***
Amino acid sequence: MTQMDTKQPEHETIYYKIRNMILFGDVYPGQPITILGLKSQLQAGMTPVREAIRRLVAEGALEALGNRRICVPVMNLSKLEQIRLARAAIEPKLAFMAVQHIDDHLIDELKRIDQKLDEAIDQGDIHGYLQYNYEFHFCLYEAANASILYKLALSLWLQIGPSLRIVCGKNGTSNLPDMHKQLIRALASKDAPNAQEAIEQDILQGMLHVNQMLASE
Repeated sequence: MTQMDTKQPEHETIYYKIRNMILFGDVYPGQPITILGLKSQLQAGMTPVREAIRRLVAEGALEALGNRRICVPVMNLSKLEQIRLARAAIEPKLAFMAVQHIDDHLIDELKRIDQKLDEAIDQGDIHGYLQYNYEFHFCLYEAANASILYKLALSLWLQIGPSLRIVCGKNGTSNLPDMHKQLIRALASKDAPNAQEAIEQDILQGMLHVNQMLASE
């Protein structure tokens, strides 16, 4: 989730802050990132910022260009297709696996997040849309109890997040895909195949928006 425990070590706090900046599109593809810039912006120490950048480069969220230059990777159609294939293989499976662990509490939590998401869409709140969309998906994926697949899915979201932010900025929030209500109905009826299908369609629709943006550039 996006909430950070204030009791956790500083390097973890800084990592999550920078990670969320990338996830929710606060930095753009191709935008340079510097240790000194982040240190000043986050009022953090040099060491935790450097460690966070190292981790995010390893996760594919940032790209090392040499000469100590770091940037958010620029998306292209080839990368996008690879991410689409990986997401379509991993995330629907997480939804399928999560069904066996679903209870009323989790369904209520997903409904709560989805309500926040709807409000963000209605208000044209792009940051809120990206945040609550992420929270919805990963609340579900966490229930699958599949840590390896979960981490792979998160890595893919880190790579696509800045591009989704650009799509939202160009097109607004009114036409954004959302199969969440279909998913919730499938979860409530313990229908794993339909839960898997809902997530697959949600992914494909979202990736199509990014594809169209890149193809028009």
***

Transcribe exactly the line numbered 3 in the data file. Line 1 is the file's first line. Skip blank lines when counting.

């Protein structure tokens, strides 16, 4: 989730802050990132910022260009297709696996997040849309109890997040895909195949928006 425990070590706090900046599109593809810039912006120490950048480069969220230059990777159609294939293989499976662990509490939590998401869409709140969309998906994926697949899915979201932010900025929030209500109905009826299908369609629709943006550039 996006909430950070204030009791956790500083390097973890800084990592999550920078990670969320990338996830929710606060930095753009191709935008340079510097240790000194982040240190000043986050009022953090040099060491935790450097460690966070190292981790995010390893996760594919940032790209090392040499000469100590770091940037958010620029998306292209080839990368996008690879991410689409990986997401379509991993995330629907997480939804399928999560069904066996679903209870009323989790369904209520997903409904709560989805309500926040709807409000963000209605208000044209792009940051809120990206945040609550992420929270919805990963609340579900966490229930699958599949840590390896979960981490792979998160890595893919880190790579696509800045591009989704650009799509939202160009097109607004009114036409954004959302199969969440279909998913919730499938979860409530313990229908794993339909839960898997809902997530697959949600992914494909979202990736199509990014594809169209890149193809028009």